Some people ask how they can better treat their fellow humans.

Some people want a philosophical answer, others want practical advice and still others want to hear it straight from the mouth of God.

Some people say there are philosophical underpinnings to these questions, others say it has to do with our psychology which is a result of our genes or our culture and upbringinging or some combo of those ingredients, others still say this is our soul crying out for a connection with its source.

Just pointing that out.

| Tuesday, June 2, 2009

The latest outrage from a popular Habad Rabbi.

Here, and here, then condemned here, here, here, and here and probably a bunch of other places.

| Monday, June 1, 2009

Alot of people think about meaning, morality, and spirituality.

I used to think about spirituality. That was when I was a firm believer. I thought about being connected to God, doing actions and thinking thoughts that would increase that connection. This was not supported by most of my rebbeim who saw that connection to God comes through learning Gemara b'iyun. I tried to combine the two, but I still tried to take my time during Amidah and turn at least parts of it into a deep meditation. Sometimes I had very interesting experiences.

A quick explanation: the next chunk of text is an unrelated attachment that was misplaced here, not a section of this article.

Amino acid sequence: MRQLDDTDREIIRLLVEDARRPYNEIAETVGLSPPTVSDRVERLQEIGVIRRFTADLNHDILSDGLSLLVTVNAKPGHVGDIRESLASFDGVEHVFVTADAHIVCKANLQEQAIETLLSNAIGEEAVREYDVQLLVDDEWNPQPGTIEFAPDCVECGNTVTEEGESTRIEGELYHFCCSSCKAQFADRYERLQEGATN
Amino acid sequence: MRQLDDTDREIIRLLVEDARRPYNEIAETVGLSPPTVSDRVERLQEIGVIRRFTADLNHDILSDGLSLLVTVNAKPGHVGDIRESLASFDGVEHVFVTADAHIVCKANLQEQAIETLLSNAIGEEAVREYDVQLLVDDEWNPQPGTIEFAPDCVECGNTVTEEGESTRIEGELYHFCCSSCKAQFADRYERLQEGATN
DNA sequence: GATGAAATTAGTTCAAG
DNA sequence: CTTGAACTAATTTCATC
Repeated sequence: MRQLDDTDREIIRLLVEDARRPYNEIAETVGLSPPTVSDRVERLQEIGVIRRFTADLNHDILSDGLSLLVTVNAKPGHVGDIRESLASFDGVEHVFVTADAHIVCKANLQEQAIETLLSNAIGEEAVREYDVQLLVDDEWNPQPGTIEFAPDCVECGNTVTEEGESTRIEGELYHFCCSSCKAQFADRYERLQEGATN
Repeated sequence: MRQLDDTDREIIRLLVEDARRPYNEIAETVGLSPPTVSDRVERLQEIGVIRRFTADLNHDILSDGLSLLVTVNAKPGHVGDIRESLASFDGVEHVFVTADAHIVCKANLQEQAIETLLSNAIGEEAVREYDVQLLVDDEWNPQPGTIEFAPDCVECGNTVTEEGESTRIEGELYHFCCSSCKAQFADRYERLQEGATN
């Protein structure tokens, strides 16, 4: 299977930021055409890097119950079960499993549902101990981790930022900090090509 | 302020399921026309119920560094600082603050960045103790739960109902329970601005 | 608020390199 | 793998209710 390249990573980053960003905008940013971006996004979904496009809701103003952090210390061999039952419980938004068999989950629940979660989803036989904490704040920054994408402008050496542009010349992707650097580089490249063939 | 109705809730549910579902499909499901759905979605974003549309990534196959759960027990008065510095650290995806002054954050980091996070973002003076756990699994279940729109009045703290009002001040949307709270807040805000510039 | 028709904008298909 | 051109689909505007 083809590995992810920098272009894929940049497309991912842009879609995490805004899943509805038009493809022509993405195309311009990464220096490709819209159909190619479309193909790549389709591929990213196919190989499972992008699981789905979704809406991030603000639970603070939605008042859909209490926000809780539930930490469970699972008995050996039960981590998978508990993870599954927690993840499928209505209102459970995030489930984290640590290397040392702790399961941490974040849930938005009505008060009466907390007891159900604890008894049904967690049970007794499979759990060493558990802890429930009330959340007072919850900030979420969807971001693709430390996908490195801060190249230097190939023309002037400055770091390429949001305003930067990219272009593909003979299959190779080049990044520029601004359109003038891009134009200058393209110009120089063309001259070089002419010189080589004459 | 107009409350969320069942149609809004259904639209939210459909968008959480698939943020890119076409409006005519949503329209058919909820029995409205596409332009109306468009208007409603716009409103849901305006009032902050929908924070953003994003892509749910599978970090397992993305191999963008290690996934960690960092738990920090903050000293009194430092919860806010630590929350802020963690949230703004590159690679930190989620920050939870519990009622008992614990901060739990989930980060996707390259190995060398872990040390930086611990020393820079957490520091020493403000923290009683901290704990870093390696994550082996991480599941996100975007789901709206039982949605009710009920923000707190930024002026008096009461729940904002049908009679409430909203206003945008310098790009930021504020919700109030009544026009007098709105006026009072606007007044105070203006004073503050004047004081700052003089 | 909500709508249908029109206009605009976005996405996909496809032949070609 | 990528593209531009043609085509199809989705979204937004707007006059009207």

Then, as I started to become more skeptical, morality began to take over the background of my thoughts. I wrote about this recently.